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The Early Modern Subject explores the understanding of self-consciousness and personal identity--two fundamental features of human subjectivity--as it developed in early modern philosophy. Udo Thiel presents a critical evaluation of these features as they were conceived in the seventeenth and eighteenth centuries. He explains the arguments of thinkers such as Descartes, Locke, Leibniz, Wolff, and Hume, as well as their early critics, followers, and other philosophical contemporaries, and situates them within their historical contexts. Interest in the issues of self-consciousness and personal identity is in many ways characteristic and even central to early modern thought, but Thiel argues here that this is an interest that continues to this day, in a form still strongly influenced by the conceptual frameworks of early modern thought. In this book he attempts to broaden the scope of the treatment of these issues considerably, covering more than a hundred years of philosophical debate in France, Britain, and Germany while remaining attentive to the details of the arguments under scrutiny and discussing alternative interpretations in many cases.
Udo Thiel studied Philosophy at the Universities of Marburg, Bonn, and Oxford. He began as a Lecturer in Philosophy at the University of Sydney, later moving to the Australian National University in Canberra where he became a Senior Lecturer and then Associate Professor. In 2009 he moved to Austria where he is now Professor of the History of Philosophy in the Department of Philosophy at the University of Graz. His research focuses on early modern epistemology, metaphysics, and philosophy of mind.
Table of Contents
INTRODUCTION: Aims and Issues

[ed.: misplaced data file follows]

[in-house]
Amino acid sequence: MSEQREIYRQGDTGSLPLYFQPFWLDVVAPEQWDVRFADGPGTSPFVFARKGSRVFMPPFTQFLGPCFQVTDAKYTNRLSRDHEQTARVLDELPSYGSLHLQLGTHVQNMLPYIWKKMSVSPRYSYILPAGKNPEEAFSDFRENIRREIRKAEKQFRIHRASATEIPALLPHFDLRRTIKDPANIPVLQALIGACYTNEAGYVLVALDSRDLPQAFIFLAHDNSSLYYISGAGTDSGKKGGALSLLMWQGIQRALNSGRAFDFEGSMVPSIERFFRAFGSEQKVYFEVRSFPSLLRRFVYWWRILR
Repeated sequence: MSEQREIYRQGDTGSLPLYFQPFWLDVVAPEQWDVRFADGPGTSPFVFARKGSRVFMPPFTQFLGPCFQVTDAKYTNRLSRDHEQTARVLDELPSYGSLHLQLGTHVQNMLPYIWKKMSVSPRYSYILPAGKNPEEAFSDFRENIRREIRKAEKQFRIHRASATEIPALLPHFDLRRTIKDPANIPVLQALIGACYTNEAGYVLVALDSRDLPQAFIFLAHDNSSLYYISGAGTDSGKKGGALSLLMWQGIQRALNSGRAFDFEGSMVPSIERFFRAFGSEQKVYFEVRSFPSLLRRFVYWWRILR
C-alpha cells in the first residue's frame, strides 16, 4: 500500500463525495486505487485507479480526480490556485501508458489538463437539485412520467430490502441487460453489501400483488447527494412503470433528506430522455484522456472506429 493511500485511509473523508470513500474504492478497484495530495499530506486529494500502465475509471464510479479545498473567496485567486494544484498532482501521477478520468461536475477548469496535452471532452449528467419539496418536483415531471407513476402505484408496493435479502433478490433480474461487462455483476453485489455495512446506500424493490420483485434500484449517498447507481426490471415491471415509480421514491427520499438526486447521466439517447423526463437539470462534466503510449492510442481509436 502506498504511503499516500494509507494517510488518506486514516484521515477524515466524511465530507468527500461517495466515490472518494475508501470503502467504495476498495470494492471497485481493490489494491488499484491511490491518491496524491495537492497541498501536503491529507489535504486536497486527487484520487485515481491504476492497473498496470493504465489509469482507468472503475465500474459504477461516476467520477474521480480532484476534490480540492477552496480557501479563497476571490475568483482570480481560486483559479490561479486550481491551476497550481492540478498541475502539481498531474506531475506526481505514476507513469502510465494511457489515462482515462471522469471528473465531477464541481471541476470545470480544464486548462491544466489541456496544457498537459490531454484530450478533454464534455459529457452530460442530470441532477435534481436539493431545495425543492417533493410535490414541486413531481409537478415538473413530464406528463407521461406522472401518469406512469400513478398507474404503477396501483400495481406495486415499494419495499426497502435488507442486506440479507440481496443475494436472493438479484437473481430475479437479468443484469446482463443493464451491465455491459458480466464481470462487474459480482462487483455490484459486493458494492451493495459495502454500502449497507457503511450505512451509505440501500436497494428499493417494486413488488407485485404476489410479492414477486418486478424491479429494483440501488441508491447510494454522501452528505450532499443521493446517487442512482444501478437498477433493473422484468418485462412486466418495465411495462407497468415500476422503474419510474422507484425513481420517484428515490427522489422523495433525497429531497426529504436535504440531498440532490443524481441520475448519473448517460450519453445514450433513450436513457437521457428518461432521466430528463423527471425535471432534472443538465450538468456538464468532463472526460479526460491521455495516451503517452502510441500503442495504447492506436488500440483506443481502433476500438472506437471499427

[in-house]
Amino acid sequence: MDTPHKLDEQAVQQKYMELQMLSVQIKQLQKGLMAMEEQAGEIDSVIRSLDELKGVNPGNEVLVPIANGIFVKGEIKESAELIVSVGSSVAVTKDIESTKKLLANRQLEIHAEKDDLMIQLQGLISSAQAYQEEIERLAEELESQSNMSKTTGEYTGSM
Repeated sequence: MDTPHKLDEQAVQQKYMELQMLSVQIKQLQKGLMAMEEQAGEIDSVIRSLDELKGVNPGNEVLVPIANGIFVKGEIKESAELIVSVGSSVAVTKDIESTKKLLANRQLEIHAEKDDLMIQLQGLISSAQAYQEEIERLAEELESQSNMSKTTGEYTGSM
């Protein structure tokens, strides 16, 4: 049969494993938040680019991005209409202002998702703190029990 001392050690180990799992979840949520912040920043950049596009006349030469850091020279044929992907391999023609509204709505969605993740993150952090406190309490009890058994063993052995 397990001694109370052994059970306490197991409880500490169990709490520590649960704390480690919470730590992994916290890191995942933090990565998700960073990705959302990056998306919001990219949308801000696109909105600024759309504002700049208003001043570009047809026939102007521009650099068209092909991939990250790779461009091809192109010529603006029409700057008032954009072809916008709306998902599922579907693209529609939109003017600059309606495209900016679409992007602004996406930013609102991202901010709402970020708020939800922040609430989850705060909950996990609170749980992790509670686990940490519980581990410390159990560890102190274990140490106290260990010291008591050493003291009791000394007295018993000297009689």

PART I: THE SEVENTEENTH-CENTURY BACKGROUND
1. The 'Ontological' View of the Self: Scholastic and Cartesian Conceptions
2. Metaphysical Alternatives. Conceptions of Identity, Morality, and the Afterlife
PART II: LOCKE'S SUBJECTIVIST REVOLUTION
3. Locke on Identity, Consciousness, and Self-Consciousness
4. Locke on Personal Identity: Consciousness, Memory, and Self-Concern
PART III: PROBLEMS WITH LOCKE. CRITIQUE AND DEFENCE
5. The Notion of a Person and the Role of Consciousness and Memory
6. The Charge of Circularity and the Argument from the Transitivity of Identity
PART IV: SUBJECTIVITY AND IMMATERIALIST METAPHYSICS OF THE MIND
7. The Soul, Human and Universal
8. Relating to the Soul and Pure Thought, Original Sin and the Afterlife
PART V: SUSBSTANCE, APPERCEPTION AND IDENTITY: LEIBNIZ, WOLFF, AND BEYOND
9. Individuation and Identity, Apperception and Consciousness in Leibniz and Wolff
10. Beyond Leibniz and Wolff. From Immortality to the Necessary "Unity of the Subject"
11. From the Critique of Wolffian Apperception to the Idea of the "Pre-existence" of Self-Consciousness
PART VI: BUNDLES AND SELVES: HUME IN CONTEXT
12. Hume and the Belief in Personal Identity
13. Hume and the Bundle View of the Self
CONCLUSION: BEYOND HUME AND WOLFF